63 patients are now in hospital sick from the disease
The number of patients in hospital with COVID-19 rose to its highest level in four months Tuesday, as the province announced 97 new cases.
Sixty-three patients are currently being treated in hospital for the disease caused by the novel coronavirus, including 20 people who are in intensive care, Provincial Health Officer Bonnie Henry and Health Minister Adrian Dix announced Tuesday in a written statement.
That’s 22 more people in hospital than a week ago — the highest number of hospitalized patients since May 12. There are now 1,590 cases of active COVID-19 infection in B.C., out of 7,376 cases confirmed to date.
A new outbreak has been identified at Opal by Element, a retirement facility in Vancouver. The facility is among 11 long-term care or assisted living facilities currently facing COVID-19 outbreaks, along with three acute care facilities experiencing outbreaks as well.
The B.C. government has also extended its provincial state of emergency for the 14th time, allowing an additional two weeks for the government to use “extraordinary powers” to manage the pandemic, the Ministry of Public Safety and Solicitor General said in a statement Tuesday.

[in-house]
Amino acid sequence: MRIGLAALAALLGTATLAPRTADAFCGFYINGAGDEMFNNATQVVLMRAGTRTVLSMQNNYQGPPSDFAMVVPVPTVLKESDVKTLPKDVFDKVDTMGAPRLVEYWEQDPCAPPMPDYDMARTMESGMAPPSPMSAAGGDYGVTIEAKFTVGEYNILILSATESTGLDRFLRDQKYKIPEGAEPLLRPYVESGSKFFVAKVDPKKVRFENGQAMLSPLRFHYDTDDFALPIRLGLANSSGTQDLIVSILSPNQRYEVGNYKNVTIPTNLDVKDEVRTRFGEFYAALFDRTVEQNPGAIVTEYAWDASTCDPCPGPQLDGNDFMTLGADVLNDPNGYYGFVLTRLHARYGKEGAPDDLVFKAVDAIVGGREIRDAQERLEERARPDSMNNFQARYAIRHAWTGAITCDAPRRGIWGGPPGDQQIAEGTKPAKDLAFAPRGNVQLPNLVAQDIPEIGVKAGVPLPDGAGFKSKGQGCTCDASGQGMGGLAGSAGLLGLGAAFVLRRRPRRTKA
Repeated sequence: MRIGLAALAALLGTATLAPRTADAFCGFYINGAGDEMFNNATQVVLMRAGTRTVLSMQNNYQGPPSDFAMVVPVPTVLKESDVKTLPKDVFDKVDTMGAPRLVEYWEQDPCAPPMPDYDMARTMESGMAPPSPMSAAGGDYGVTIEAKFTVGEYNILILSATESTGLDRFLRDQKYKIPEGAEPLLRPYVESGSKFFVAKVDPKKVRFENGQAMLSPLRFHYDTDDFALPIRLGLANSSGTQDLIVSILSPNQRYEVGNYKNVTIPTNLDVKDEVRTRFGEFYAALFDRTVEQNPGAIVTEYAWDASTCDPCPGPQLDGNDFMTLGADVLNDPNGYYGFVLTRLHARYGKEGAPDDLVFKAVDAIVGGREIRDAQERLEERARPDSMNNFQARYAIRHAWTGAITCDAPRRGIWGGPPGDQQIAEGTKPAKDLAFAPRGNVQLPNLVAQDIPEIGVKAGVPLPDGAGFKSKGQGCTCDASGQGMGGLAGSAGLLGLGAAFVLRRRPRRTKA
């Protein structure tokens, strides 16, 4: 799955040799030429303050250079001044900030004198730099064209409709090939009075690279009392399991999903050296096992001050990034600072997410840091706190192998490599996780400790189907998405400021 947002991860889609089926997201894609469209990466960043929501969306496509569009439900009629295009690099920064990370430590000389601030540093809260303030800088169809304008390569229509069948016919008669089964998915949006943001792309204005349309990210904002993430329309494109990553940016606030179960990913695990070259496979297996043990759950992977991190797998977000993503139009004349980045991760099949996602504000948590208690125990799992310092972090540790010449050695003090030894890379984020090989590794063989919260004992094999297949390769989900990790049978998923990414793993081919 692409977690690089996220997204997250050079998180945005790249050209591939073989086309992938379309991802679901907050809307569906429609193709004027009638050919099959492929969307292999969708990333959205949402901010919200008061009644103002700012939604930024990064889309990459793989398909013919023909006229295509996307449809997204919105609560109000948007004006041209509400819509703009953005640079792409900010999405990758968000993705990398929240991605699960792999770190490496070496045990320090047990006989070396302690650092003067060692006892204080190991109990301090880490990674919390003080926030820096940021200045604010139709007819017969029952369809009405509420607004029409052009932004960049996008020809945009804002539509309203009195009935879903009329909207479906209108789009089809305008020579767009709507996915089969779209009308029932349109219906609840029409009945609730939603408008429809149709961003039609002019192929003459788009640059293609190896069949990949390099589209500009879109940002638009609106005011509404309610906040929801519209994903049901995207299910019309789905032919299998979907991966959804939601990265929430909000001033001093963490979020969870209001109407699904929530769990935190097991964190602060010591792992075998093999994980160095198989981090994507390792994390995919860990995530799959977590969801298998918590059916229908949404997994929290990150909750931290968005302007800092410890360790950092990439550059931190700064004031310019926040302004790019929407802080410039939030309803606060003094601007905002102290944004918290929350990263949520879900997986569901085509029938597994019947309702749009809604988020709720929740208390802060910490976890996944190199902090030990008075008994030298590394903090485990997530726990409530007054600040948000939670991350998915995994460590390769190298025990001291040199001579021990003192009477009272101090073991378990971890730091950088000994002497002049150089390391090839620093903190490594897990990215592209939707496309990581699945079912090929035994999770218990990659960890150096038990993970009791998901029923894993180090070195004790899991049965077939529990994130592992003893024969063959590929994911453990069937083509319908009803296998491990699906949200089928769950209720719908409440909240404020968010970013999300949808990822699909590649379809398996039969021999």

The province is reminding British Columbians to continue to monitor themselves for symptoms and stay home when sick to prevent transmission of the virus that causes COVID-19.
Anyone with symptoms is asked to contact 811 to arrange for testing.
“Now is the time for all of us to take a step back so we can move forward safely,” Henry and Dix said in a joint statement.
“To do this, we need to do our part to break the chains of transmission in B.C.”
Cases steadily rising
Along with the hospitalization rate, recent weeks have seen a steady rise in the number of new COVID-19 cases across the province.
The latest numbers follow a grim update on Monday that included six deaths from COVID-19 recorded over the weekend.
Also on Monday, a coalition of First Nations filed a petition with B.C.’s privacy commissioner calling for an order forcing the Ministry of Health to release data on confirmed and presumptive COVID-19 cases near their communities.
The Heiltsuk Nation, Nuu-chah-nulth Tribal Council and Tŝilhqot’in National Government say it’s the data they need to protect themselves, conduct culturally safe contact tracing and “reduce the risk of racist interactions with the health-care system.”